The Eagles have the top-selling album in the country, moving 711,000 copies of “Long Road Out of Eden” (ERC),which was available exclusively in the U.S. at Wal-Mart, Sam’s Club and the band’s website.
A rule change Tuesday by Billboard magazine, which prints Nielsen SoundScan data and is also owned by Nielsen Co., allowed the Eagles to take the No. 1 slot on the top 200 and the Comprehensive Sales chart. Previously, if an album were exclusive to one retailer, it would not be eligible for the top 200, which is widely reported and therefore, the official chart. Radiohead, for example, has not reported sales of its digital release “In Rainbows” and therefore has not appeared on any chart.
“Eden,” meanwhile, posted the second highest sales week of the year.
Wal-Mart released the Eagles sales figures on Tuesday, pushing Britney Spears’ “Blackout” (Jive) down to No. 2 on sales of 290,000. It ends Spears streak of No. 1s; her previous four studio efforts have all topped the chart. Spears is now the only female artist to land her first five albums in the top two.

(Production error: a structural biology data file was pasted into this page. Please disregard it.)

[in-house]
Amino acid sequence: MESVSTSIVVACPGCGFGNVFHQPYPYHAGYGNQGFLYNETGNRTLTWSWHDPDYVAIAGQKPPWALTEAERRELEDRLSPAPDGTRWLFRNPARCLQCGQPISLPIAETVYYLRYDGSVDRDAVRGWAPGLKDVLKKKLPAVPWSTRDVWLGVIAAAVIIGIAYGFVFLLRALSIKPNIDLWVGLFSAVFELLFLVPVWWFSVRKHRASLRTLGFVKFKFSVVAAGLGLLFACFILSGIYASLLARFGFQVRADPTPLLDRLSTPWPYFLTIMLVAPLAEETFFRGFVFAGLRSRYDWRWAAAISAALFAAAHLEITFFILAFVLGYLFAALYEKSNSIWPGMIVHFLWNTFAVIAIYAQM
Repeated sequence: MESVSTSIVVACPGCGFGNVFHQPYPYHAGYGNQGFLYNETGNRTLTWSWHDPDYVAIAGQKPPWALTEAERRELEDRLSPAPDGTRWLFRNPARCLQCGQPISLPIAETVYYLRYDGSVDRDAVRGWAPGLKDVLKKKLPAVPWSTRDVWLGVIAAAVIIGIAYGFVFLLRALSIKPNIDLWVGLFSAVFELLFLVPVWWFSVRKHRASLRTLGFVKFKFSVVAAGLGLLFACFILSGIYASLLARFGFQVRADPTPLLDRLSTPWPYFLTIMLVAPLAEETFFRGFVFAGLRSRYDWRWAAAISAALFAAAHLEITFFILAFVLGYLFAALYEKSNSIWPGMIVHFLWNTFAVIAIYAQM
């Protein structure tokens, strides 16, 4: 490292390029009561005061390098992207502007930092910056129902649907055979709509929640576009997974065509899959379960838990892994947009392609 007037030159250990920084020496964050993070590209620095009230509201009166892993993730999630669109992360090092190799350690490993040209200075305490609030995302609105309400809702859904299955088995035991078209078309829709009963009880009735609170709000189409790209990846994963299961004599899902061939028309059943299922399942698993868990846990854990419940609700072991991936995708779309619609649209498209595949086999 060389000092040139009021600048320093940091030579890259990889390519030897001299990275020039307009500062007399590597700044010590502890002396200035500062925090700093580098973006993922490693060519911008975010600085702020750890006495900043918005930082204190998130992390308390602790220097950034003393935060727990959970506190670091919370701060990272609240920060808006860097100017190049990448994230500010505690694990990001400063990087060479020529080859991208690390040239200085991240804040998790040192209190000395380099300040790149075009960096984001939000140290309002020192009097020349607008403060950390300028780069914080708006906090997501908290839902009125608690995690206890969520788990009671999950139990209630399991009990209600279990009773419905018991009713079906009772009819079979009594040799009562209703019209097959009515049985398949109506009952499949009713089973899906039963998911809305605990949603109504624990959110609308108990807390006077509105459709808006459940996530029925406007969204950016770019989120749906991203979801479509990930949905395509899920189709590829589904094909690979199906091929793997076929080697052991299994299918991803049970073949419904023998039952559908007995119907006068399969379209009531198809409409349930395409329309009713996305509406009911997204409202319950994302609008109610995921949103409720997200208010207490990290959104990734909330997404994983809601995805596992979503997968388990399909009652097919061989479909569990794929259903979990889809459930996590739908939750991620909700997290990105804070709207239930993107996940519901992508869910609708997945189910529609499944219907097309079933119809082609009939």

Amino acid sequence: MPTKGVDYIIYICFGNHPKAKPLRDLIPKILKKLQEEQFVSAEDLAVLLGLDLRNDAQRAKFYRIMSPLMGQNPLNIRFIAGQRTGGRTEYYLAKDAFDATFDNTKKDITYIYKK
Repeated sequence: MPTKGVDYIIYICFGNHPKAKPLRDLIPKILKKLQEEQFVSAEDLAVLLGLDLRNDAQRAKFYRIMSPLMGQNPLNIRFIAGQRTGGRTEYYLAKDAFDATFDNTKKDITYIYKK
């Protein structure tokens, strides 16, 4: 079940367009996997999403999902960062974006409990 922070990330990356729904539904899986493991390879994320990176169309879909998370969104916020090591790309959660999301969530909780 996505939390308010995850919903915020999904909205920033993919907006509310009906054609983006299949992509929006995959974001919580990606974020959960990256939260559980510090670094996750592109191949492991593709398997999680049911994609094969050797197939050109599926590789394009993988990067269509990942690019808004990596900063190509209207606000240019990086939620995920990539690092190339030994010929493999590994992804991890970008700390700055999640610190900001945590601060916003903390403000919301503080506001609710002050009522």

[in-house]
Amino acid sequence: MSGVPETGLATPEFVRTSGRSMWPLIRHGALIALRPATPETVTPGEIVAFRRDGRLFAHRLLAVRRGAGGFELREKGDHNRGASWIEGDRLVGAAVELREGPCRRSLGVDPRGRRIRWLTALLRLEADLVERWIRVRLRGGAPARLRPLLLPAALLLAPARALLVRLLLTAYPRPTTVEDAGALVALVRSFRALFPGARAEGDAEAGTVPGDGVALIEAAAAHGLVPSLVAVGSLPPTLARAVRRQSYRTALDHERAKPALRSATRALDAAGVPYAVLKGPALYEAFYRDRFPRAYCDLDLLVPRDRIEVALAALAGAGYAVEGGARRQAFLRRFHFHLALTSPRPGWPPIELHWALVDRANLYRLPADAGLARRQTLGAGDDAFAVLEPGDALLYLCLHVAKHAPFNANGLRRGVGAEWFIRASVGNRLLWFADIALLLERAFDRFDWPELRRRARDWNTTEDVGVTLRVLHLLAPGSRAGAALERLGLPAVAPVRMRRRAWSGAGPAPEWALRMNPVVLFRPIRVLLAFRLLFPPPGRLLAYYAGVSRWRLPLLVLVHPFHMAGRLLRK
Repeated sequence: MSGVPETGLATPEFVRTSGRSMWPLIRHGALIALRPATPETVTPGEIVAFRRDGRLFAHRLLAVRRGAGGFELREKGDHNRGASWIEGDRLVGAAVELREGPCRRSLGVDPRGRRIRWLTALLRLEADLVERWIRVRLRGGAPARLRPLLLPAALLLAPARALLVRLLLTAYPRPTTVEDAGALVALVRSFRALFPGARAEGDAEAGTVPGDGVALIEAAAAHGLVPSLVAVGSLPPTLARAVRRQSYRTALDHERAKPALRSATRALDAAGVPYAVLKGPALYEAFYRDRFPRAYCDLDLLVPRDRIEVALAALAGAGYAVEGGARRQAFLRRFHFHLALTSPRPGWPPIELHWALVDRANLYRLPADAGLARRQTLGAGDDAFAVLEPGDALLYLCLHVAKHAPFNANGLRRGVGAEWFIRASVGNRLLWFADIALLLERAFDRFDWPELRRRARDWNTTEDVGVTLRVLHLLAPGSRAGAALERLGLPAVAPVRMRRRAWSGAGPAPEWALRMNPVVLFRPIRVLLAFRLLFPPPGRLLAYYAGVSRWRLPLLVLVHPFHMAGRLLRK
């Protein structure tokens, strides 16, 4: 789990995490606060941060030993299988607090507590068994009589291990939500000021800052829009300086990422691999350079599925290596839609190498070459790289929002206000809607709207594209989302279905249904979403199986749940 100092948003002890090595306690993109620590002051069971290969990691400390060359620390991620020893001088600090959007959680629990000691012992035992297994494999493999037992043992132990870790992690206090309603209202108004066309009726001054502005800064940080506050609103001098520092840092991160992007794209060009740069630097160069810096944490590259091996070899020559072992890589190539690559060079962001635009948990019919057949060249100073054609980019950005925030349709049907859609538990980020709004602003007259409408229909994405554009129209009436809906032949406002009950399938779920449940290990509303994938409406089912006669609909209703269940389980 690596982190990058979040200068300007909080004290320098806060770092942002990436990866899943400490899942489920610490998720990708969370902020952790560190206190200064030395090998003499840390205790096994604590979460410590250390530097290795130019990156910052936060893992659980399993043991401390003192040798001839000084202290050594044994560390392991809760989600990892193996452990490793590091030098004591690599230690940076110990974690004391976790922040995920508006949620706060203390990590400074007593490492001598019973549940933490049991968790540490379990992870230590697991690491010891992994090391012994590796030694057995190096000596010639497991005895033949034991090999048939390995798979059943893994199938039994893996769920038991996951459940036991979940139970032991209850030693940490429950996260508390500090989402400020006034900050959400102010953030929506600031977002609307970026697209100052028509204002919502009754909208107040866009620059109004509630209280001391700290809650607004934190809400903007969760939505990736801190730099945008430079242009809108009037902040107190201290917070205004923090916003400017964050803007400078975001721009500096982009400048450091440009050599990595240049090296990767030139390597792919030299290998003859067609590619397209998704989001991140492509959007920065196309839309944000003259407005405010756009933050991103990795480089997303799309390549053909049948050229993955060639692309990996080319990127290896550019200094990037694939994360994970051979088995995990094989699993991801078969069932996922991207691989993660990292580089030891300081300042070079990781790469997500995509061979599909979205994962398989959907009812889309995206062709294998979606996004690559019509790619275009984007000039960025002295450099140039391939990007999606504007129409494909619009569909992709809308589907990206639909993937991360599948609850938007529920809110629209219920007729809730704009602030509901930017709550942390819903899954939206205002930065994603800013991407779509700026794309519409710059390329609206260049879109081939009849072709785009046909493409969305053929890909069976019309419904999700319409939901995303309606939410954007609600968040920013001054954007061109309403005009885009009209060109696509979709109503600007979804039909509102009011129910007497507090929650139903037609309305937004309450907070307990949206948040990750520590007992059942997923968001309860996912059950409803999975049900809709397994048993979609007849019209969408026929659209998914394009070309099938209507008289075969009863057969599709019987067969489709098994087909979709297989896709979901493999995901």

Josh Turner’s “Everything Is Fine” (MCA Nashville) sold 84,000 in its first week to open at No. 5.
The Backstreet Boys’ “Unbreakable” (Jive) secured the No. 7 slot, selling 81,000, just a few sales behind the second-week take of Robert Plant and Alison Krauss’ “Raising Sand.” A sign of how the music industry has changed, the group’s last album, “Never Gone,” sold 291,000 in its debut sesh in 2005.
The hits collection, “The Best of Andrea Bocelli: Vivere” (Decca), was the only other top 20 debut, selling 68,000 to open in the nine slot.
Other top 50 debuts were: Puscifer’s “V Is for Vagina” (Puscifer Entertainment) selling 27,000 (No. 25); Playaz Circle’s “Supply & Demand” (Disturbing Tha Peace/Jive) moving 26,000 (No. 27); Baby Bash’s “Cyclone” (Arista) blowing out 26,000 (No. 30); Will Downing’s “After Tonight” (Peak/Concord) rolling with 21,000 (No. 37); and Project Pat’s “Walkin Bank Roll” (Koch) sold 17,000 (No. 47).
The multiple-artist soundtrack featuring covers of Bob Dylan tunes, “I’m Not There” (Columbia), sold 9,000 copies to open at No. 95.
Last week’s No. 1, Carrie Underwood’s “Carnival Ride,” dropped to No. 3 on sales of 170,000. Her sales decrease of 68% has been typical for chart-toppers with first-week sales of more than 300,000.
A deluxe edition of the Jonas Brothers’ self-titled Hollywood Records release nearly doubled its previous weeks tally, selling 33,000 copies and rising 24 slots to No. 20.